***Rob True was born in London 1971. He left school with no qualifications, dyslexic and mad, in a world he didn’t fit into. He got lost in an abyss, was sectioned twice and spent the best part of a decade on another planet. He returned to earth just in time for the new millennium, found a way to get on in life, married a beautiful girl and lived happily ever after. She taught him how to use paragraphs and punctuation and his writing has been a bit better ever since.***

Blueberry Muffin by WESLEY COOKE

          Blueberry Muffin by WESLEY COOKE 


I got a pet dribbler.

My pet dribbler is a man mountain, with hands like bunches of bananas. Strangler’s hands.

My pet dribbler is called Dudley.

I call him my pet dribbler because that’s what he says to the others in there whenever I go and see him.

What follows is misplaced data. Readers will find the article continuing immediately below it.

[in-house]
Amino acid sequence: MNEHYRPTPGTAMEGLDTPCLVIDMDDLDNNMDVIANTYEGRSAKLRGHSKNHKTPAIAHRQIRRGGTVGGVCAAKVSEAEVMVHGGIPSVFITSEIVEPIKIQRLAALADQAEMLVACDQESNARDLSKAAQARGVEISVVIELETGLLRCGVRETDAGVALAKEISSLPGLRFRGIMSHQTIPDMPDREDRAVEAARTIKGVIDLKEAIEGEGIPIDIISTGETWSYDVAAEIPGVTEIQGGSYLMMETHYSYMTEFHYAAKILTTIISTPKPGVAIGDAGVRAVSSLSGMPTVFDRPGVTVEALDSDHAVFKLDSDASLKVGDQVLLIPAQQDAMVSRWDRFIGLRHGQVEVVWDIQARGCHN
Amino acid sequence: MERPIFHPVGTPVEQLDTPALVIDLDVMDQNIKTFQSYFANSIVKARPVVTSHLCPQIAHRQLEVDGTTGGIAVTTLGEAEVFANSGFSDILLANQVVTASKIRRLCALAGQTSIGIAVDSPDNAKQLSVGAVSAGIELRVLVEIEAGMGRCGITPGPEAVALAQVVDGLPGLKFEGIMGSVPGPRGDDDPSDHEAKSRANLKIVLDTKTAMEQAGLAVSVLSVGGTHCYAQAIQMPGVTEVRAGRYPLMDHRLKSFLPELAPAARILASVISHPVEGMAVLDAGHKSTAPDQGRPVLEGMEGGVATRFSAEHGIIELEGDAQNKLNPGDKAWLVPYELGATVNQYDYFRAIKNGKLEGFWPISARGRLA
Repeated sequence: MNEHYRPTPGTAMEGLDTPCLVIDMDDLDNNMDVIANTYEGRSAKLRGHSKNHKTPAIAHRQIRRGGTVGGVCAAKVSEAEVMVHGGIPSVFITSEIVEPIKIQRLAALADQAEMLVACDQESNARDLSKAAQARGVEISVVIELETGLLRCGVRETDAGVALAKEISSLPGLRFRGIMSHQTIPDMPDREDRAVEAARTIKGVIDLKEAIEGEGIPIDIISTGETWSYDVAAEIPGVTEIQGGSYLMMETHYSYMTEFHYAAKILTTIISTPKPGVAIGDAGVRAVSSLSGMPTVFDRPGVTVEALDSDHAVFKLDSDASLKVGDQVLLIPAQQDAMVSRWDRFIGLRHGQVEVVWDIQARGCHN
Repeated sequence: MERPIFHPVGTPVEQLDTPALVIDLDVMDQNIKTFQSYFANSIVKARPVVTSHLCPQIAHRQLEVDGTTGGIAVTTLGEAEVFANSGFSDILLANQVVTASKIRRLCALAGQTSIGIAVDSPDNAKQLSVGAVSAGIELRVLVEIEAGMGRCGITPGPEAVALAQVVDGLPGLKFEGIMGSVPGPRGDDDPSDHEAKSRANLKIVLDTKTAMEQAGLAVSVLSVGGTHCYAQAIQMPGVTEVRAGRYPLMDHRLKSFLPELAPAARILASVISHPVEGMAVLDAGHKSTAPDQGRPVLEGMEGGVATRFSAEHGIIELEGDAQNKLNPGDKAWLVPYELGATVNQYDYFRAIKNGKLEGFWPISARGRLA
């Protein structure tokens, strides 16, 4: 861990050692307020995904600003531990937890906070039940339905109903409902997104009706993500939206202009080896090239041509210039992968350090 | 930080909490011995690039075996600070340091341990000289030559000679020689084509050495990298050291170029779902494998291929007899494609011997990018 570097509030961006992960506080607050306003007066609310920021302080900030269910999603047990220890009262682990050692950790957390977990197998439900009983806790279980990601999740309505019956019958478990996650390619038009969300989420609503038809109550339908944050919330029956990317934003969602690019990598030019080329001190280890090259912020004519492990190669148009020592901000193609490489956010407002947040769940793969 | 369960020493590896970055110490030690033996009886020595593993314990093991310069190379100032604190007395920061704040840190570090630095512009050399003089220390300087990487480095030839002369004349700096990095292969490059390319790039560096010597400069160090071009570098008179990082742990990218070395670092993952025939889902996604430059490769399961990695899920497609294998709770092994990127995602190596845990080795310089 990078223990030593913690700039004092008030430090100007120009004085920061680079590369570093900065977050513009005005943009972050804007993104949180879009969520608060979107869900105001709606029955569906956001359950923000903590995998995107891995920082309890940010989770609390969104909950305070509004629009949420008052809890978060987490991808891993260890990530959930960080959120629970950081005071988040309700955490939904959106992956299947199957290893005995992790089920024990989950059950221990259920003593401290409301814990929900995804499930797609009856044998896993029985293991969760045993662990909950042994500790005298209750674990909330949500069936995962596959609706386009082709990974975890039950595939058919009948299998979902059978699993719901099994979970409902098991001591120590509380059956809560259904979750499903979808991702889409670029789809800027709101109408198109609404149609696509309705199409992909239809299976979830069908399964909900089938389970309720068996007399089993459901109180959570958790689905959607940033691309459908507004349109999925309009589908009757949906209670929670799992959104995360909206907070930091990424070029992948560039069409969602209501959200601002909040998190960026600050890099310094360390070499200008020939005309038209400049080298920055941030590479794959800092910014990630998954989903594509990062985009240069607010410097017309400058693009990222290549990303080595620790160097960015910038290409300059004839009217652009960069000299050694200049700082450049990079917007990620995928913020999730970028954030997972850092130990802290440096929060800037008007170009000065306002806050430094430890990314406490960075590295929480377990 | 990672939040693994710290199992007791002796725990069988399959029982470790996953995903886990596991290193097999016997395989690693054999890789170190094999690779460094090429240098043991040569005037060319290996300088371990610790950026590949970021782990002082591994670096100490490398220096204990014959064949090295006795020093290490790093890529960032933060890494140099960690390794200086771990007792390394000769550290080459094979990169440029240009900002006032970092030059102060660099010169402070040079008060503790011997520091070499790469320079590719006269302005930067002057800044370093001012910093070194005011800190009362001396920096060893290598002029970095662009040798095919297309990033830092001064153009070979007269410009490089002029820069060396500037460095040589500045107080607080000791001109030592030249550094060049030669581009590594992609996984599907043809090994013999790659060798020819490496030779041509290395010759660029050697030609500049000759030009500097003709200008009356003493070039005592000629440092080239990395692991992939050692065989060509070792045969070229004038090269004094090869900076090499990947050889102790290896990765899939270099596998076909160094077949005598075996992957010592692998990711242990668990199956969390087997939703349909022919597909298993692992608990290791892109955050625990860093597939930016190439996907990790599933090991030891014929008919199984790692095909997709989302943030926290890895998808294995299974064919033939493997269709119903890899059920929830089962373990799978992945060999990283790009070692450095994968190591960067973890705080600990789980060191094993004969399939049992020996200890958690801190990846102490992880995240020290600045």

I met him one Wednesday when I popped round to see Mum. We always settle down to watch a film on a Wednesday – preferably a ‘shit kicker’ Western. Me and Mum were out in the back garden at the time having a cuppa when we heard this almighty racket – proper blood-curdling screams and aggy shouting. I had a quick Mr Chad peek over the wall and saw some big fella on the floor, curled up in a ball and on the receiving end of a right royal kicking from two sturdy-looking, middle-aged blokes. Now, I’m no have-a-go hero but the shrieking and howling coming from this poor fella was something else – almost childlike. It went right through you.  I climbed over the back wall and ran over there shouting for the two of them to pack it in – “he’s had enough!” The two of them spun round fast as you like, but their angry screwed-up faces soon smoothed out and went all wide-eyed when they saw who it was (in small and insular south-coast towns like ours nicknames quickly do the rounds – my nickname is Stabby Wayne; a nickname well-earned and well-upheld over the years), and so they both buggered off without any fuss. I could’ve laughed out loud when I looked down at him; the way he peered at me through those bunches of bananas covering his face. I peeled them off, helped the great big blubbering lump to his feet and took him round Mum’s to get him cleaned up.